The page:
Something I always tell my students, and have told them over my many years of teaching, is that in no way am I anymore talented than they are, and I mean it. Visual art is special in that there are no short cuts. It's a multitude of failures that open the door to those small epiphanies  that begin to reveal an understanding of the creative process, of how you fit within that process, and how you cultivate yourself through the years of experimentation, creation, failures, and hopefully a few successes along the way.

Some of the biggest hurdles for students tend to fall into the categories of value, edge control, proportions and composition. There are always anomalies, people that figure stuff out on the first go, have prior experience coming in, or simply just "get it" and things click into place after a few demonstrations. When it comes to these issues though, I believe the obstacle that truly holds a student back is fear. Ironically, when you assign the phrase "final project" or "finished piece" in any form prior to the execution of a new challenge for a student, they freak out!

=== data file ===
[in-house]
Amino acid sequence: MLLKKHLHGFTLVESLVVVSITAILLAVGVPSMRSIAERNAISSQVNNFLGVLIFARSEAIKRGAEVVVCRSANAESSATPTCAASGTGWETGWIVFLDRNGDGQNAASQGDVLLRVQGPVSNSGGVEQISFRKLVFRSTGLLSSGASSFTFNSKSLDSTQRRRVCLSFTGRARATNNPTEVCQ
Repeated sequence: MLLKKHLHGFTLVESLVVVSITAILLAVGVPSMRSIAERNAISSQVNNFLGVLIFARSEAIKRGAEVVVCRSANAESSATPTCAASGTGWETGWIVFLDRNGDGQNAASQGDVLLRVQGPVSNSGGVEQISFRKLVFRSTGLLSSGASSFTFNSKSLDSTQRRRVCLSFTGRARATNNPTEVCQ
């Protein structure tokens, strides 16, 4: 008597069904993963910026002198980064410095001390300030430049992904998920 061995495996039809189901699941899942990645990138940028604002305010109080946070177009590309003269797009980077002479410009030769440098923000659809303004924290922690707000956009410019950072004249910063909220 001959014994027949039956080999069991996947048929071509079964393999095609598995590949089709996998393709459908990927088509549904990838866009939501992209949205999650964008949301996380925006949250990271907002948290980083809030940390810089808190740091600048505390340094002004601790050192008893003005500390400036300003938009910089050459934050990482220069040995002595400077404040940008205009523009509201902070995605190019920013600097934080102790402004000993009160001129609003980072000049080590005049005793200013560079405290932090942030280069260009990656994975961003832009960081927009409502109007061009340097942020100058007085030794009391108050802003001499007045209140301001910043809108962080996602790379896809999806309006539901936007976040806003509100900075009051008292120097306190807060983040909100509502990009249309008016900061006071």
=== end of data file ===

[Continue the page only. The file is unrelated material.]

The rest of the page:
I find it such a wonderful learning experience to look around a classroom of students who are all working towards a finished piece and visually problem solve in my head the issues that exist. As I walk around looking at the art, my critical mind begins to break down the problems and find visual solutions. Use this pencil here, add more value there, create a softer transition here, or emphasize a hard edge there. What I've come to realize is for myself is that my own fear has subsided in lieu of experience. If I pick up a large chunk of thick black charcoal and dramatically swipe across a student's image to emphasize a dark value or "push" a gray to black, the initial reaction is a minor freak out. But over the semester I've hopefully earned their trust and they know I have their best interests in mind. They step back, look at the change I make and the open mouthed freak-out face becomes a smile, a small epiphany moment. As the response switches from fear and anxiety to that Oprah "aha" moment, I realize that I am not teaching them how to draw, I am teaching them how to trust themselves, to trust their instinct and their education, and set aside their fear. The amazing thing is that it's been something they have been teaching me all along as well.